Shooting down misconceptions that lead to cyber security breaches

| Danial Norjidi |

CYBER security took centre stage yesterday as the Organisation of Islamic Cooperation – Computer Emergency Response Team (OIC-CERT) held its 2014 annual conference and 6th annual general meeting at the Rizqun International Hotel.

The event was hosted by the Brunei National Computer Emergency Response Team (BruCERT) and co-organised by the Permanent Secretariat of the OIC-CERT, CyberSecurity Malaysia.

Deputy Minister of Home Affairs cum Acting Chairman of the National Security Council Pehin Datu Lailaraja Major General (Rtd) Dato Paduka Seri Haji Awang Halbi bin Haji Mohd Yussof officially opened the event in his capacity as guest of honour.

Carrying the theme ‘Emerging Risks Versus Opportunities,’ the conference was aimed at addressing the latest technologies in cyber security, such as cloud computing and big data.

Kicking off the proceedings, Shamsul Bahri bin Haji Kamis, the CEO of IT Protective Security Services (ITPSS) Sdn Bhd and BruCERT, delivered a welcoming address, in which he said, “In cyber security, there are a few misconceptions or misguidance that can lead to security breaches.”

One such example is the notion that “if I am just a small company or organisation, nobody would be interested in me”.

Refuting this, he said, “If you are part of the supply chains of bigger organisations or if you store users’ data, credentials or financials or sensitive information, then you are also liable to be targeted.”

“Size alone doesn’t determine the probability of breaches. It depends on how the organisation aligns its business processes to its risk management strategy,” he highlighted.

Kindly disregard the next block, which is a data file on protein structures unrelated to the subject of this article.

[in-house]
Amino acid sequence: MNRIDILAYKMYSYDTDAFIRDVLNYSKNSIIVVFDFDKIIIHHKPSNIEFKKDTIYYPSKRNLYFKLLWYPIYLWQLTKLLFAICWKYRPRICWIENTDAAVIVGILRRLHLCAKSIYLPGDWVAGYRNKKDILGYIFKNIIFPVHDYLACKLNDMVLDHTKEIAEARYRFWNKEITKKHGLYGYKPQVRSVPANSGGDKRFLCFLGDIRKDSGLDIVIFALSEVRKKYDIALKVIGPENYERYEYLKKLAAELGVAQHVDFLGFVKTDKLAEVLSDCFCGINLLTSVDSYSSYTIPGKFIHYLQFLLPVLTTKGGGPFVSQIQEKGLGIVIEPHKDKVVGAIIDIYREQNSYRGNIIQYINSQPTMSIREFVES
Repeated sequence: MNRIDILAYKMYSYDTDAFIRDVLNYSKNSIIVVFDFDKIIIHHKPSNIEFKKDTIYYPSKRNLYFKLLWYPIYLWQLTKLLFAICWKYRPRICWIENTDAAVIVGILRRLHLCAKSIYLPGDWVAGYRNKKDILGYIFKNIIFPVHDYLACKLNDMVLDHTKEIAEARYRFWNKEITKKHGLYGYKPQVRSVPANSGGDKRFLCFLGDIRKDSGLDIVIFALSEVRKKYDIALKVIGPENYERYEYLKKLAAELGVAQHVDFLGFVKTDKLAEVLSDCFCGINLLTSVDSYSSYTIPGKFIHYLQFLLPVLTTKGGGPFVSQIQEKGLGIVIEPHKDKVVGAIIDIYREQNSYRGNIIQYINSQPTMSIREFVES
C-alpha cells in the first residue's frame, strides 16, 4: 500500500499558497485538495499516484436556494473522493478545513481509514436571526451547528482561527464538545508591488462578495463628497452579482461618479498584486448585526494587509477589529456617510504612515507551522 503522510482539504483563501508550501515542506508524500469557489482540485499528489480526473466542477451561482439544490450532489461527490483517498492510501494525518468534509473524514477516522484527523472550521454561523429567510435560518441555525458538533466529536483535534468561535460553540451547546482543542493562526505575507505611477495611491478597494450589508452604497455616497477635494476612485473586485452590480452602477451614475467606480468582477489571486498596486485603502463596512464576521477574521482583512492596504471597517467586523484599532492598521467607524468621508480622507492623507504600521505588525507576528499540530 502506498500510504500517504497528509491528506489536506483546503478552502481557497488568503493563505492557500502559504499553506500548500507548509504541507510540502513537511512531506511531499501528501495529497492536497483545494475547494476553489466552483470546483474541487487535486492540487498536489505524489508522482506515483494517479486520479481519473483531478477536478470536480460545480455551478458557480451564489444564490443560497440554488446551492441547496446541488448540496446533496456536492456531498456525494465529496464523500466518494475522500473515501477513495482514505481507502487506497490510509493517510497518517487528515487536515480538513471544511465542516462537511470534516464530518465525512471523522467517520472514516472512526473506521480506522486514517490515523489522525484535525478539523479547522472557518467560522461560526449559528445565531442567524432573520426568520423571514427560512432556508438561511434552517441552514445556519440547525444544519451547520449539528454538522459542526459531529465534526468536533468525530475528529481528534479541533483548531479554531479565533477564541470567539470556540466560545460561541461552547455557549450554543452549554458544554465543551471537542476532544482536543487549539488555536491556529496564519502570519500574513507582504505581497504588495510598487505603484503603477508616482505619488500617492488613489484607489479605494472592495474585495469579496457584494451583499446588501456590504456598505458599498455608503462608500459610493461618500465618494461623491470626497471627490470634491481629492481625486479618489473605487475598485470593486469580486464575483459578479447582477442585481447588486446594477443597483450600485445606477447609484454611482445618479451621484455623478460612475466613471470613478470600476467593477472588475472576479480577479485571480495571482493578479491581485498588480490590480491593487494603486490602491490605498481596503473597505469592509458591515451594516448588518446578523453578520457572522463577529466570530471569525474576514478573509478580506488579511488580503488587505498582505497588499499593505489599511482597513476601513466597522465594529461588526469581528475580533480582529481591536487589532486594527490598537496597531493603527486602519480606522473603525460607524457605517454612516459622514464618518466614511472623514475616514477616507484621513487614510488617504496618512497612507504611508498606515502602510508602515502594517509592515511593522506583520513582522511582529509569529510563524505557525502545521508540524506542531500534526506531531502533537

“Another notion is that companies or organisations are only responsible for their own security and would only be affected by the security issues generated by their own people, devices and networks,” he said. “This couldn’t be more wrong.”

“They are part of an ecosystem involving partners, suppliers, clients and, if you are government entities, citizens. If any of these is affected, others would also be affected down the line due to the interconnected nature and the evolving threat landscape they are operating in.”

On his third point, the CEO asserted that “cyber security is not just about technology,” nor is it just about “buying a specific hardware or software.”

“It is about corporate culture, education and awareness. Policies and frameworks must not just be formulated but they must be communicated to employees in a very effective manner,” he said.

“Dictating things that can or can’t be done might no longer be as effective as explaining what the actual risks or problems associated with certain actions are. Thus, very creative awareness or outreach programmes for all stakeholders should be designed and implemented.”

He went on to affirm that, as far as cyber breaches are concerned, an evolutionary process needs to take place in people’s or organisation’s mindsets, from thinking ‘it will never happen to me’ to realising ‘it might or will happen to me’.

Concluding his speech, the CEO highlighted, “It is heartening to see that there will be a lot of opportunities for real and meaningful collaboration beyond just the Memorandums of Understanding (MoUs) or mere intentions with various stakeholders.